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Characteristics

  •   Interventional
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  •   Randomized controlled trial
  •   Blinded
  •   patient/subject
  •   Other
  •   Prevention
  •   Parallel
  •   N/A
  •   N/A
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Primary Outcome

Suicidal ideation, assessed before (T1) and after (T2) article exposure with Reasons for Living Inventory (questionnaire)

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Secondary Outcome

Knowledge on suicide; measured at T1 and T2 with various items from questionnaires on suicide myths

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Countries of Recruitment

  •   Austria
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Locations of Recruitment

  • other 
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Recruitment

  •   Actual
  •   2017/04/25
  •   656
  •   Monocenter trial
  •   National
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Inclusion Criteria

  •   Both, male and female
  •   18   Years
  •   99   Years
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Additional Inclusion Criteria

at least 18 years of age, German language skills

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Exclusion Criteria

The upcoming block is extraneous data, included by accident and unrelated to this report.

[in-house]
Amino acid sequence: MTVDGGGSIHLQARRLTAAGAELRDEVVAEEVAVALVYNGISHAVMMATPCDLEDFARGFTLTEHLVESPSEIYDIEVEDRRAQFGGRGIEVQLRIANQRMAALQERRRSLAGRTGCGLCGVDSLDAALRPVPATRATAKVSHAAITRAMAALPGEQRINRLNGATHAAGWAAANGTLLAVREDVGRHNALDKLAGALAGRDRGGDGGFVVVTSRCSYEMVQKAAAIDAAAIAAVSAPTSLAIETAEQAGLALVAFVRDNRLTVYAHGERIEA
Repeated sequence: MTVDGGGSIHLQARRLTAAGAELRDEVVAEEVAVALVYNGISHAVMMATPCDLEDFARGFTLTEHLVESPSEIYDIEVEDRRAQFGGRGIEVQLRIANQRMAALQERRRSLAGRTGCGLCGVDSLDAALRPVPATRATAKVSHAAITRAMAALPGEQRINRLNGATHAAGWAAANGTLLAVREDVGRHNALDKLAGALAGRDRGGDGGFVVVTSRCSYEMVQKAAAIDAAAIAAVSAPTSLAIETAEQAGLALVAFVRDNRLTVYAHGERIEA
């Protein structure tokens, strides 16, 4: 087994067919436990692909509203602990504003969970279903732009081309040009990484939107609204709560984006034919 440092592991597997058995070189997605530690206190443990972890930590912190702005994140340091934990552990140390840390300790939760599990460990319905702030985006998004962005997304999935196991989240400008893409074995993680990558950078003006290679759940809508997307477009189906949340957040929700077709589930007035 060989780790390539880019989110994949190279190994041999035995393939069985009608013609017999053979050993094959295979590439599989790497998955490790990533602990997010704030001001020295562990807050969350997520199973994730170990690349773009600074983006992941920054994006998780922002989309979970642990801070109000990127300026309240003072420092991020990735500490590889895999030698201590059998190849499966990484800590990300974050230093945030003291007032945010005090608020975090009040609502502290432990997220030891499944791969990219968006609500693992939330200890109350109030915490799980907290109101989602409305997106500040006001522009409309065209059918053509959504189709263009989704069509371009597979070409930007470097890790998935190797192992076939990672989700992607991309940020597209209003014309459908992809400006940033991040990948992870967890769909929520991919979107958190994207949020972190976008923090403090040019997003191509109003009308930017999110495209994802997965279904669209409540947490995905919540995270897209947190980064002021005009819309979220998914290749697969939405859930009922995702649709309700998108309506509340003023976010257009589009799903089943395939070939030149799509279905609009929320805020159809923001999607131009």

younger than 18 years, no German language skills

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Addresses

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    • Medizinische Universität Wien
    • Mr.  Ass.-Prof. Priv.-Doz. Mag. Dr.  Benedikt  Till 
    • Kinderspitalgasse 15
    • 1090  Wien
    • Austria
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    • Medizinische Universität Wien
    • Mr.  Ass.-Prof. Priv.-Doz. Mag. Dr.  Benedikt  Till 
    • Kinderspitalgasse 15
    • 1090  Wien
    • Austria
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    • Medizinische Universität Wien
    • Mr.  Ass.-Prof. Priv.-Doz. Mag. Dr.  Benedikt  Till 
    • Kinderspitalgasse 15
    • 1090  Wien
    • Austria
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Sources of Monetary or Material Support

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    • Medizinische Universität Wien
    • Spitalgasse 23
    • 1090  Wien
    • Austria
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    •   [---]*
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Status

  •   Recruiting complete, follow-up complete
  •   2017/05/07
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Trial Publications, Results and other Documents

  •   Positives Votum der Ethik-Kommission
  •   Studienprotokoll
  •   Till, B., Arendt, F., Scherr, S., & Niederkrotenthaler, T. (2018). Effect of educative suicide prevention news articles featuring experts with vs without personal experience of suicidal ideation: A randomized controlled trial of the Papageno effect. Journal of Clinical Psychiatry, 80(1). pii: 17m11975. doi: 10.4088/JCP.17m11975.
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* This entry means the parameter is not applicable or has not been set.